In response to krk's comment, I thought I'd post this instablog (which allows easier formatting and editing than does the comment page).
First off, I admit that the AMZN short probably doesn't work without a little market help. But if the market begins to reverse, I think AMZN may be one of the early casualties, not a later one. Here's are some of my reasons:
The fact that AMZN has a long operating history, in my view is a negative for the future stock price, as it serves to remove some of the "hope" factor that's critical to "story" stocks trading at exorbitant valuations. Something like Zillow or LinkedIn still have the fact that they're relatively new to inspire the hope of longs. AMZN on the other hand has 17 years of data showing how it operates and why it's not built for generating profits. Indeed that's what my articles rely on, as do many of those written by other prominent critics here at SA.
History (2) aka Competition
Competitors have the history of AMZN to learn from. Rakuten e.g. has set itself out to be an AMZN "killer". Typically it's an advantage to build a company to take on a known competitor, rather than defending against new, lesser known entities. I'm not suggesting that any of these competitors will do to AMZN what it did do Borders; but I think they can all gain traction, and given that AMZN has no margins with which to work, every challenge can be a serious blow to them.
Though it's certainly not the only argument in favor of AMZN, we see more and more of the "Gary" type argument which is that the stock price has gone up steadily in past, thus one should be a bull on the stock. But of course when one lives by momentum one also dies by it. In other words, rather than more buyers appearing if/when the stock begins to fall, there will actually be more sellers, as the main argument for the bull camp becomes a bearish one. (I wonder when someone will begin posting: "2013 -> $310, 2014 -> $200" ? ;-) )
Similarly the company has benefited tremendously from the stock price increase in that it lessens the amount of stock it has to issue to generate a given dollar amount of stock based compensation. But if the stock price begins to fall, that will reverse, potentially putting more pressure on the stock, not less.
Big Enough to be on Regulators' / Governments' Radar
This is an aspect of the "law" of large numbers. AMZN is no longer viewed as the interesting upstart taking on the entrenched giants, it's now the entrenched giant. And that means increased scrutiny and criticism from many government entities and a larger portion of the media. See for instance not only the strikes in Germany, but the media coverage that those strikes generate. Personally I think antitrust and other government attacks were a big factor in derailing MSFT as a creative force, and I see it as a potential liability for AMZN too. (Please note that I'm a big free market proponent and wish that the government stayed completely out of the economy, but as a trader I have to evaluate the factors as they exist, not as I wish they existed.)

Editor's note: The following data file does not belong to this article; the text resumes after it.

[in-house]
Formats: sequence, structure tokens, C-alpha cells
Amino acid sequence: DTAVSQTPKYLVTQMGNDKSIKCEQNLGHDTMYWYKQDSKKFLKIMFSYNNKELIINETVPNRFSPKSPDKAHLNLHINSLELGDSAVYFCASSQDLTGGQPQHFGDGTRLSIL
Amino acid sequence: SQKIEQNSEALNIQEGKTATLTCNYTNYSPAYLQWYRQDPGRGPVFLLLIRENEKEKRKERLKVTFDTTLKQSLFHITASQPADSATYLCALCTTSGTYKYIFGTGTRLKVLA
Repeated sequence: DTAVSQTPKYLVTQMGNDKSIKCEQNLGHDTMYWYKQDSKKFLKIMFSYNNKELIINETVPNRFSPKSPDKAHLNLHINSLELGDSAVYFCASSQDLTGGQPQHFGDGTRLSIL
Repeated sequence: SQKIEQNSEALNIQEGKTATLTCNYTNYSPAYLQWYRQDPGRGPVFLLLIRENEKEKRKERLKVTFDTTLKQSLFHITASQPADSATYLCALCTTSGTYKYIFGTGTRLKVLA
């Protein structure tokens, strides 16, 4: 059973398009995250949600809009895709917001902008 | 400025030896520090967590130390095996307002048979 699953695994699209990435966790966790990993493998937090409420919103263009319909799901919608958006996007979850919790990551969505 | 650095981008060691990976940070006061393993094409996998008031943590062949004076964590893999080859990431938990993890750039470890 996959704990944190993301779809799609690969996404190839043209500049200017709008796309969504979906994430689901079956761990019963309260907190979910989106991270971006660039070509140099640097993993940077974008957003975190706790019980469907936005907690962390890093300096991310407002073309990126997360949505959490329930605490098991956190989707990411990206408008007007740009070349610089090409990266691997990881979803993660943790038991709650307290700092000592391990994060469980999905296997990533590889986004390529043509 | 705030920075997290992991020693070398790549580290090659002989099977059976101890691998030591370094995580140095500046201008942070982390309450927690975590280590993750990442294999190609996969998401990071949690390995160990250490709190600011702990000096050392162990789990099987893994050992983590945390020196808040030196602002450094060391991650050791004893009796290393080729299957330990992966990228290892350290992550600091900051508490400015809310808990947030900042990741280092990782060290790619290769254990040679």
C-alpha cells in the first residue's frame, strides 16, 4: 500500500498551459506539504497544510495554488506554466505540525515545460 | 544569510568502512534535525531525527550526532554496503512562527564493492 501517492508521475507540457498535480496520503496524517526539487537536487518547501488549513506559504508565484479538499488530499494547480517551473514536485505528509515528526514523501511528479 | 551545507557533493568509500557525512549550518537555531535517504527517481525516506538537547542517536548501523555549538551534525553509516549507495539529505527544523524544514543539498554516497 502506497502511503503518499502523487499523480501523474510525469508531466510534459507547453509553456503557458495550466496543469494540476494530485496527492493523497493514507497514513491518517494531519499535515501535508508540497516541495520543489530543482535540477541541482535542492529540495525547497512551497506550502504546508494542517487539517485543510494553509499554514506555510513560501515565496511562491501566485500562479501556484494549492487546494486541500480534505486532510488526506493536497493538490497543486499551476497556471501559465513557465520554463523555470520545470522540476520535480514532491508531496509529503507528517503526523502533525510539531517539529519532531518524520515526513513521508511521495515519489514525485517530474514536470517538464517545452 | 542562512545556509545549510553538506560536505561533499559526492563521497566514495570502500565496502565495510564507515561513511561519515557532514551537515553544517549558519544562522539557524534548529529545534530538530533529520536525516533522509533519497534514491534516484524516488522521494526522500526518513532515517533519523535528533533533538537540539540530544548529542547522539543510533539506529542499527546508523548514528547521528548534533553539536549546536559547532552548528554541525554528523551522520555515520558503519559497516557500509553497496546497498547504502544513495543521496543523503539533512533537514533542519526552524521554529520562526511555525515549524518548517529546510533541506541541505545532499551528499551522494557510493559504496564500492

On a related note, in the event of a pullback, no white knight or speculative buyer can emerge simply because the company's $135B market cap is too large for the pockets of any potential buyer. (One can't say the same of Z for instance, even though I think it too is over-valued.)
International Growth is Vital, but Threatened
Much of the AMZN story is predicated on increasing revenues by 20-30% annually. Given the large revenue base, this means not only continuing to execute perfectly in North America, but also growing substantially internationally. Yet I think the latter may be much more difficult than the market is currently estimating. For instance in China, which is one of the biggest international markets, by all accounts Alibaba is dominating, and its dominance is growing, not shrinking. Moreover, given that it's said to have strong margins, it's in a much better position to weather and even counter any AMZN challenge. Similarly, Rakuten (mentioned above) recently got into the streaming business in Spain and is looking to expand through Europe. Generally there's no reason to think AMZN is going to have an easy time growing internationally. (Indeed, Amazon's international growth in total dollars has actually been falling recently, a potential early warning sign?)
This Time's Different / Sentiment
This is completely anecdotal, but perhaps surprisingly it's the point I put the most weight on in terms of timing (not of valuation). I can't remember a time since the bubble in 2000 when I read so many posts and comments of the form "we're in a new market, AMZN has proven that companies don't need to make money in order to be valuable". I see two outcomes: either more and more companies begin to operate and pitch themselves as story stocks who grow but don't intend to generate profits, or the market turns away from AMZN, such that the argument is no longer true or germane. The latter seems much more likely to me.
Disclosure: I am short AMZN.